We're almost in the clear now! I think it's been more than a year since we've seen an empty queue.
13 of the 24 games in the queue at the time of writing this are getting published because I can't count!
Alas this means I'm going to have to get off my butt and do something about the various esoteric ZZT clones still remaining in the queue...
A custom font devoid of any greater context. There's a pre-made batch file to automatically run ZZT with the font and reset it to the system font afterwards, but it just calls ZZT without a world to load implying that this is a generic font to be used with any number of games rather than one meant for a specific game. There's also a mod file included
that sounds kind of familiar but I couldn't tell what you song it is and I'm going to kick myself when I find out. Aha! It's a cover of "Mother Alien Fight Theme" from Alexis Janson's Code Red (see song 22 here. And thanks to The Green Herring for figuring out its source.)
Definitely an early work by whoever made this. Features some great dialog like a guard asking you if you're friend or foe and if you answer foe they just say "No" or a queen who offers you a cookie when you talk to her on her throne.
“Michael McDonald's House of Horror” (1997)
Featuring a very bad salesman who gives you the items before taking away your gems to pay for whatever you asked for.
“One Day At School” by Alex Arrowsmith
A game in which after failing a test at school you can insult the teacher, strike her, or take the test again. If you hit her you get an A! The interactions with most characters are violent including an option to kick or punch a student. Kick him and he hits you in the nose so hard you die. Punch him and you get suspended and the game also ends.
This actually really gives off School ZZT vibes, and is just barely a step above it, which is kind of an incredibly quality needle to thread.
“Mission: Doom” by Rick Toboz (1996)
For as much influence as Mission Enigma had on ZZT games, that was mostly focused on the many long title screen animations it inspired. This game seems to be going more for emulating its story though it looks like it couldn't keep up on that front for too long.
“Where Did I Go Wrong?” by AKNeutron (1999)
A helper world that shies away from the term "newbie" and derivatives and goes with "amateur". This short guide takes the form of making the player work their way through a bunch of poorly designed areas accompanied with text pointing out why they might be worth avoiding in your own games.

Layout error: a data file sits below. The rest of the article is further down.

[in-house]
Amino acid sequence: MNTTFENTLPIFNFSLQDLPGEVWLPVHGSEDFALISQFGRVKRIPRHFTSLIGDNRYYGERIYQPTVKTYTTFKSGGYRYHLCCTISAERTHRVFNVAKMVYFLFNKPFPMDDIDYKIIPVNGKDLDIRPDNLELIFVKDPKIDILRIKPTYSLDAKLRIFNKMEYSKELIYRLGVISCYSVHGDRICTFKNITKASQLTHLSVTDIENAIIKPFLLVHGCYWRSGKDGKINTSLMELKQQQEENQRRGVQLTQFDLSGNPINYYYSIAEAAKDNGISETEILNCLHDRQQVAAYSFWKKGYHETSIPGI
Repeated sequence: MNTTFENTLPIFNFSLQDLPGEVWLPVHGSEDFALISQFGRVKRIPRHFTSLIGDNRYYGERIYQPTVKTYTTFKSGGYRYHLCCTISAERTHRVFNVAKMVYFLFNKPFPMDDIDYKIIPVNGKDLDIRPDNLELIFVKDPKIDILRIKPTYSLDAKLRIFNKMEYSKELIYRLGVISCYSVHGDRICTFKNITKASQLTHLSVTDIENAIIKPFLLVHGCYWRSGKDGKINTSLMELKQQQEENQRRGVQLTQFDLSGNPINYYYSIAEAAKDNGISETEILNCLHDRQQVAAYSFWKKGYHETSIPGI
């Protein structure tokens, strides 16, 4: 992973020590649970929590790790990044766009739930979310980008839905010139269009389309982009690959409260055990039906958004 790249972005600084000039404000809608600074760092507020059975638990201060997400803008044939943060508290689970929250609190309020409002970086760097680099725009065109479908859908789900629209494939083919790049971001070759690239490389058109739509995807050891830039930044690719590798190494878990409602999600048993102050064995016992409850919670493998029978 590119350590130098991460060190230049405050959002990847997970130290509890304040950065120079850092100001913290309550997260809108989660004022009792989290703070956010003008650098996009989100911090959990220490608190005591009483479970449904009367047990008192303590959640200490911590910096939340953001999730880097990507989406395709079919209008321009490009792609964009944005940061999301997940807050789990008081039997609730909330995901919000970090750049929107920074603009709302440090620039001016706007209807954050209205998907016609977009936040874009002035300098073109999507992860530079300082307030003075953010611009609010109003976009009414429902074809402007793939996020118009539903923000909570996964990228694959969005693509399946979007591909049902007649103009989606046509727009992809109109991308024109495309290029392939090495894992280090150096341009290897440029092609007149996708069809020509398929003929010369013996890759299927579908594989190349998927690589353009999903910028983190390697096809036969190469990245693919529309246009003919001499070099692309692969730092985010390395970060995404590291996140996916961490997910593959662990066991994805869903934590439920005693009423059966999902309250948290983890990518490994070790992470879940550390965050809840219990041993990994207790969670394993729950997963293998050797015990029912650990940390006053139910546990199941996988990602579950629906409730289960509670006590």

“Rings of Power” by Josh Bovia (1995)
Your basic fantasy quest to recover the three rings of power that once protected the land from monsters that were stolen and hidden by the evil Lord Grimlor
“Ace Man” by Tracy Lee (1997)
Sadly not a game about asexuality. Or maybe it is, there's not a lot of text so it's left pretty open to your interpretation. Also probably not actually affiliated with Coleco.
“Polo Land” by Eric Guffey (1997)
The mayor has politely asked you to save the city from destruction. An incredibly incomplete adventure that starts on the wrong board causing the game to immediately be soft-locked without editing
“One Board Adventures” by Quack6754 (1998)
That's plural. There's no menu either so to play this collection of single board games (...some of which are multiple boards) you have to constantly edit the starting board. "Village!" is particularly notable as it somewhat clumsily tries to do an effect where you can't see inside the cave until you actually step inside.
“The Adventures of Duke Pitfall” by AJJupiter (1996)
Duke Nukem meets Pitfall Harry? A short adventure to stop the bad guys from smuggling out toxic waste to be illegally disposed of!
“Zach Math” (1996)
Not a lot of math, but definitely a lot of fake walls and fake wall mazes.
“The Box and The Blob (Prototype)” by Nupanick (2008)
And finally, something a little more recent. Why, this world is hardly a decade old! An engine prototype that looks to be a puzzle game about manipulating two characters. Move with arrows and try shooting in two different directions to perform special moves (the only one implemented is up + up to change the active character).